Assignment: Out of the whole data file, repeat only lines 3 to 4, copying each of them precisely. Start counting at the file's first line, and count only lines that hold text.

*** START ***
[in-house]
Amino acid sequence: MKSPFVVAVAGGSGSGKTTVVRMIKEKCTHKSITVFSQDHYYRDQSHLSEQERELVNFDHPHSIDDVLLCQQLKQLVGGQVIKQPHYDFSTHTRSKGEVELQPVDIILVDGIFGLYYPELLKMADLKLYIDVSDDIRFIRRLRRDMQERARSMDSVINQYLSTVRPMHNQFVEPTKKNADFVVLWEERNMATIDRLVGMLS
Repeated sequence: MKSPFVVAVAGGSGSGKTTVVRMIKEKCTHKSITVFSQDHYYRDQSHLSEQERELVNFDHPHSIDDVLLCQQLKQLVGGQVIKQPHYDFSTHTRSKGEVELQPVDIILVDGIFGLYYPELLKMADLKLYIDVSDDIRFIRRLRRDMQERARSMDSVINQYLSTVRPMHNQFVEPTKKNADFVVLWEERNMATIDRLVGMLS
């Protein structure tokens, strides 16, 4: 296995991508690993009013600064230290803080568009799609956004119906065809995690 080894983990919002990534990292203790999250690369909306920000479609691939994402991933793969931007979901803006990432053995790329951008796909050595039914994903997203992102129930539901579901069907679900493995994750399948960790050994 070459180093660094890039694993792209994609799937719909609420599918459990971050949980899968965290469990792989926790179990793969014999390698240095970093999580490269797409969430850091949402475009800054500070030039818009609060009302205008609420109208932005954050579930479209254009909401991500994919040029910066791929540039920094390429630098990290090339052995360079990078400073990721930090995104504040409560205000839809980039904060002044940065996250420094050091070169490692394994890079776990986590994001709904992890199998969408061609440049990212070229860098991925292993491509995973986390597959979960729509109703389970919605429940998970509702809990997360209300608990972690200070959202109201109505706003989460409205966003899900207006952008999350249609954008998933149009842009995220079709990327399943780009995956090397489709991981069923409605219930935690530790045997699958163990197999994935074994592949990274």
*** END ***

Repeated sequence: MKSPFVVAVAGGSGSGKTTVVRMIKEKCTHKSITVFSQDHYYRDQSHLSEQERELVNFDHPHSIDDVLLCQQLKQLVGGQVIKQPHYDFSTHTRSKGEVELQPVDIILVDGIFGLYYPELLKMADLKLYIDVSDDIRFIRRLRRDMQERARSMDSVINQYLSTVRPMHNQFVEPTKKNADFVVLWEERNMATIDRLVGMLS
């Protein structure tokens, strides 16, 4: 296995991508690993009013600064230290803080568009799609956004119906065809995690 080894983990919002990534990292203790999250690369909306920000479609691939994402991933793969931007979901803006990432053995790329951008796909050595039914994903997203992102129930539901579901069907679900493995994750399948960790050994 070459180093660094890039694993792209994609799937719909609420599918459990971050949980899968965290469990792989926790179990793969014999390698240095970093999580490269797409969430850091949402475009800054500070030039818009609060009302205008609420109208932005954050579930479209254009909401991500994919040029910066791929540039920094390429630098990290090339052995360079990078400073990721930090995104504040409560205000839809980039904060002044940065996250420094050091070169490692394994890079776990986590994001709904992890199998969408061609440049990212070229860098991925292993491509995973986390597959979960729509109703389970919605429940998970509702809990997360209300608990972690200070959202109201109505706003989460409205966003899900207006952008999350249609954008998933149009842009995220079709990327399943780009995956090397489709991981069923409605219930935690530790045997699958163990197999994935074994592949990274």